2. A projection screen according to claim 1, in which said screen is divided into a plurality of sections, the configuration of the lenticular lenses in each of said sections varying in accordance with the position of said section of said screen. I

3. A projection screen according to claim 1, in which the surface of at least one of said first and second groups of lenticular lenses is provided with a reflection layer.

4. A projection screen according to claim 1, in which said groups of lenticular lenses have similar configura tions but different pitches.

Patent Citations
Cited PatentFiling datePublication dateApplicantTitle
US2028496 *Mar 29, 1934Jan 21, 1936Aroldo ChitiMoving and changing sign
US2529701 *May 13, 1947Nov 14, 1950Rca CorpRear projection viewing screen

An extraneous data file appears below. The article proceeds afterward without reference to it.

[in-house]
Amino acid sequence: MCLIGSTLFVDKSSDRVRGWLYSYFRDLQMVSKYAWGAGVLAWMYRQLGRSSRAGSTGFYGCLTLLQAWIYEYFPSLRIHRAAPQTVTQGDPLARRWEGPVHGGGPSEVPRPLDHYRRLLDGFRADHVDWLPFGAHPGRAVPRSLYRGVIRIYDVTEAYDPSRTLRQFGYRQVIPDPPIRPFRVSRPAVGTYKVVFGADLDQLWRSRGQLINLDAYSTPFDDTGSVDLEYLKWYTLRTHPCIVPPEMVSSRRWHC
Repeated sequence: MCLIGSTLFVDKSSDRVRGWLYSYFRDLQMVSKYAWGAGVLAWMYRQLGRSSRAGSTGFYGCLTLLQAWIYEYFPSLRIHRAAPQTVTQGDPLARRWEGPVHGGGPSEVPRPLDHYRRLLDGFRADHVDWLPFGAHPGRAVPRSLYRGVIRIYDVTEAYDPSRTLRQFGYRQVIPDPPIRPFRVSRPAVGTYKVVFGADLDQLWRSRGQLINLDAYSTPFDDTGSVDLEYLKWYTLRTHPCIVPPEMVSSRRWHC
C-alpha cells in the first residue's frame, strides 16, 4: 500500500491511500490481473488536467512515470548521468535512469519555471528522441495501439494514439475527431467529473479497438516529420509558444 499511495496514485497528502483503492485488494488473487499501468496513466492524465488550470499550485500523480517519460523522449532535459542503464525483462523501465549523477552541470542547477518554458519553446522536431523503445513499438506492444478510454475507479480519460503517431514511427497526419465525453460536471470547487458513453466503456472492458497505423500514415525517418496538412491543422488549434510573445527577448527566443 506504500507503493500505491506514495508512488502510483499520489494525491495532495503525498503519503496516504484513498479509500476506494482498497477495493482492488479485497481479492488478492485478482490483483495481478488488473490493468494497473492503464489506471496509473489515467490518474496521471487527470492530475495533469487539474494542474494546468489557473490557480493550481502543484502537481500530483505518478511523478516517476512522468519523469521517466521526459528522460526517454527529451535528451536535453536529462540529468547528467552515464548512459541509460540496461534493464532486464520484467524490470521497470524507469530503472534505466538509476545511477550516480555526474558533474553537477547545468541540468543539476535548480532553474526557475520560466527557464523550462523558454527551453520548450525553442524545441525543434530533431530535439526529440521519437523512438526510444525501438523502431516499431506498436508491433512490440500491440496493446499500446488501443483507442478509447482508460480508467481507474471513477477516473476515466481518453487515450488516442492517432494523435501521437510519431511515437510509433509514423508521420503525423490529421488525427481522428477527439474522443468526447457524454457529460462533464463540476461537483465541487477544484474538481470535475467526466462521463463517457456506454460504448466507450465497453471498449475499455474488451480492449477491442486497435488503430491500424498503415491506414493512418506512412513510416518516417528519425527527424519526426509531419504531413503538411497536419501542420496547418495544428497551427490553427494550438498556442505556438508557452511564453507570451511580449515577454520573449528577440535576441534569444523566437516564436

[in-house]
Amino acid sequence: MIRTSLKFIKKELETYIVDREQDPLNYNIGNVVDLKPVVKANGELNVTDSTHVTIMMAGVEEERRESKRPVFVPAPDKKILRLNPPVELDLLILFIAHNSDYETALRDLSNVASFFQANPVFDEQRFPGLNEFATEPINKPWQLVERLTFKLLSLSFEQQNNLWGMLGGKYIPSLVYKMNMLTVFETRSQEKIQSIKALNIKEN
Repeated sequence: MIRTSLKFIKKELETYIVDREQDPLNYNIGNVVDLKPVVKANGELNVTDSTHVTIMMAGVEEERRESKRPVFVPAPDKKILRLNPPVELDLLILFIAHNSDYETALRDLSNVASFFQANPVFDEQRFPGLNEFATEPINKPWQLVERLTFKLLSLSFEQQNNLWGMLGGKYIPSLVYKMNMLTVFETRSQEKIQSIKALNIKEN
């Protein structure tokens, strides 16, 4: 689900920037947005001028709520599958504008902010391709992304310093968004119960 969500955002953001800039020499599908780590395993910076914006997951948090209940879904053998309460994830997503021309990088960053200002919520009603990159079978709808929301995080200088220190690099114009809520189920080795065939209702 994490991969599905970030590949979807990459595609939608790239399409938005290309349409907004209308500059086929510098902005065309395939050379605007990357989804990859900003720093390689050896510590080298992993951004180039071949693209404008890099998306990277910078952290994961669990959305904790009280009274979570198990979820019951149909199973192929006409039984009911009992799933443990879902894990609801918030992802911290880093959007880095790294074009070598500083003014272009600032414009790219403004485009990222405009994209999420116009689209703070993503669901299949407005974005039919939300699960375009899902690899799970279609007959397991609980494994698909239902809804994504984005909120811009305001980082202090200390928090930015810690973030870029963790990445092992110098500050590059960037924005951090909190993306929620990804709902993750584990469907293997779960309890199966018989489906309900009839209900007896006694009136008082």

US2991693 *Jul 23, 1956Jul 11, 1961American Optical CorpFront projection screen
FR736754A * Title not available
IT345111A * Title not available
Referenced by
Citing PatentFiling datePublication dateApplicantTitle
US3893748 *Oct 15, 1974Jul 8, 1975Eastman Kodak CoLow scintillation, multi-component projection screen
US3922074 *Sep 24, 1973Nov 25, 1975Fuji Photo Film Co LtdInformation storage and retrieval
US4374609 *May 21, 1981Feb 22, 1983Zenith Radio CorporationImage projection screen with decreased color shift as a function of viewing angle, and method of manufacture
US4387959 *Jan 6, 1981Jun 14, 1983Zenith Radio CorporationRear projection screen
US4475791 *Nov 24, 1982Oct 9, 1984English Electric Valve Company LimitedDisplay arrangements
US5448401 *Dec 21, 1993Sep 5, 1995Sony CorporationScreen of projection display